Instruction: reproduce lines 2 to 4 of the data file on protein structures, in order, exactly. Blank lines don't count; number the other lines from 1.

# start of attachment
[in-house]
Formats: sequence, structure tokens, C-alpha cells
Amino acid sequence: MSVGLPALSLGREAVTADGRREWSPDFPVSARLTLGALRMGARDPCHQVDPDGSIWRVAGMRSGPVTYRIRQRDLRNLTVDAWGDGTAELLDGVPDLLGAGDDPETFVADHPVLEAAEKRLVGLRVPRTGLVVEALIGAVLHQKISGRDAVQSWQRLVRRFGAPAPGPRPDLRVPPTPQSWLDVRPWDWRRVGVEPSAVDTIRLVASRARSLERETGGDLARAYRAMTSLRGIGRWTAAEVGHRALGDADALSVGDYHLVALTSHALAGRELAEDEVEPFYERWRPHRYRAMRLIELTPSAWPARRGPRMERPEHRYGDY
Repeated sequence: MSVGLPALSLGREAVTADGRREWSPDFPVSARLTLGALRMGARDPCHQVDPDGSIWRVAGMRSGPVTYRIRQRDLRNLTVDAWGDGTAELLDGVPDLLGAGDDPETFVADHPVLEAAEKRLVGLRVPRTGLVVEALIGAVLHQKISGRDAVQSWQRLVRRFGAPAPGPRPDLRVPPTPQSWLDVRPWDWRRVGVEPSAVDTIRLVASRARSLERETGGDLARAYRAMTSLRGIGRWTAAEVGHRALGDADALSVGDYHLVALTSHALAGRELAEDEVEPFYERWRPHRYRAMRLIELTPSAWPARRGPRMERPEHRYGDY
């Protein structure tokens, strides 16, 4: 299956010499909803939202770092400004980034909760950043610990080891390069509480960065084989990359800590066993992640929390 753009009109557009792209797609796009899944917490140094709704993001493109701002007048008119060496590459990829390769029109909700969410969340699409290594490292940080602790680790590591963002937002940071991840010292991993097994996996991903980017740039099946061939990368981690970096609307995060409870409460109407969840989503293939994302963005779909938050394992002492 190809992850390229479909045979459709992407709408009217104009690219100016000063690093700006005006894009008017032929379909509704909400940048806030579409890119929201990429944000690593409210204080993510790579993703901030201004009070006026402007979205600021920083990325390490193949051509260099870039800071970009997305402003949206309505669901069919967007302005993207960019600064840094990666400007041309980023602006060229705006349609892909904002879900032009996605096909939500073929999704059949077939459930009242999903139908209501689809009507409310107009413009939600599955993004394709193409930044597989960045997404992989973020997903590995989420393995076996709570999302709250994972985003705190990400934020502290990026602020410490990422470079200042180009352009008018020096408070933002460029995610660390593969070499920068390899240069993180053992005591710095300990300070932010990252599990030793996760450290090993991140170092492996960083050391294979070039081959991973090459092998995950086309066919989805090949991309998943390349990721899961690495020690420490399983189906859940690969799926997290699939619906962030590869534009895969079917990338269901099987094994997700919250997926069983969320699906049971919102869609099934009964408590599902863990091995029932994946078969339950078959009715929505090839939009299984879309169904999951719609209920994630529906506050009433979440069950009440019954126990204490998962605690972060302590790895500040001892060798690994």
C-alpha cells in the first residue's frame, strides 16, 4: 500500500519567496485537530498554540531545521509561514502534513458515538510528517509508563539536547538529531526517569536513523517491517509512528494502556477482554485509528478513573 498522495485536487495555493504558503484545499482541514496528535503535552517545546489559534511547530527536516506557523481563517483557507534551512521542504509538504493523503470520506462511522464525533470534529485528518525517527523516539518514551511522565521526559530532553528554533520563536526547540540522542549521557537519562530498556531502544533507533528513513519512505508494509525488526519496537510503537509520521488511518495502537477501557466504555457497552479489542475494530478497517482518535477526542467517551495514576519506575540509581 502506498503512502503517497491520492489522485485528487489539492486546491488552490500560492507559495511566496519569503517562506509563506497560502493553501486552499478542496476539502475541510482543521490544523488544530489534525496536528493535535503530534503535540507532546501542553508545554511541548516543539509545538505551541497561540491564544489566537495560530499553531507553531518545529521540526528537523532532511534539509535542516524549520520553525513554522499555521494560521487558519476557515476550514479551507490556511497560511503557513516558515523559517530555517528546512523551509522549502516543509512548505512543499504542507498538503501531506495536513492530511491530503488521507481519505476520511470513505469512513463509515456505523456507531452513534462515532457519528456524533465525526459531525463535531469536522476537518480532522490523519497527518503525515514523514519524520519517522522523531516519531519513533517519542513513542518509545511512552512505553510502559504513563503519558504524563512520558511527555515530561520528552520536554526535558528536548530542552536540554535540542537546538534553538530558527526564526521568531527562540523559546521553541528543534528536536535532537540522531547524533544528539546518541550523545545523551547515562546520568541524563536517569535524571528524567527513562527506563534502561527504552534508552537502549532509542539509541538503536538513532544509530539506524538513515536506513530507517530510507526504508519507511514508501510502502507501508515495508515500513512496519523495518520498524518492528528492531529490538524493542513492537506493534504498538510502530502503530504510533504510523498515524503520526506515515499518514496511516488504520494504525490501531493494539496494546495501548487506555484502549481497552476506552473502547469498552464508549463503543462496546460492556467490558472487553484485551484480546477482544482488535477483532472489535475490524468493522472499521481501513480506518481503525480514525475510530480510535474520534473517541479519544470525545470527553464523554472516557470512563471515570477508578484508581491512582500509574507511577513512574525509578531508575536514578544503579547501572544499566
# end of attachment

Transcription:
Formats: sequence, structure tokens, C-alpha cells
Amino acid sequence: MSVGLPALSLGREAVTADGRREWSPDFPVSARLTLGALRMGARDPCHQVDPDGSIWRVAGMRSGPVTYRIRQRDLRNLTVDAWGDGTAELLDGVPDLLGAGDDPETFVADHPVLEAAEKRLVGLRVPRTGLVVEALIGAVLHQKISGRDAVQSWQRLVRRFGAPAPGPRPDLRVPPTPQSWLDVRPWDWRRVGVEPSAVDTIRLVASRARSLERETGGDLARAYRAMTSLRGIGRWTAAEVGHRALGDADALSVGDYHLVALTSHALAGRELAEDEVEPFYERWRPHRYRAMRLIELTPSAWPARRGPRMERPEHRYGDY
Repeated sequence: MSVGLPALSLGREAVTADGRREWSPDFPVSARLTLGALRMGARDPCHQVDPDGSIWRVAGMRSGPVTYRIRQRDLRNLTVDAWGDGTAELLDGVPDLLGAGDDPETFVADHPVLEAAEKRLVGLRVPRTGLVVEALIGAVLHQKISGRDAVQSWQRLVRRFGAPAPGPRPDLRVPPTPQSWLDVRPWDWRRVGVEPSAVDTIRLVASRARSLERETGGDLARAYRAMTSLRGIGRWTAAEVGHRALGDADALSVGDYHLVALTSHALAGRELAEDEVEPFYERWRPHRYRAMRLIELTPSAWPARRGPRMERPEHRYGDY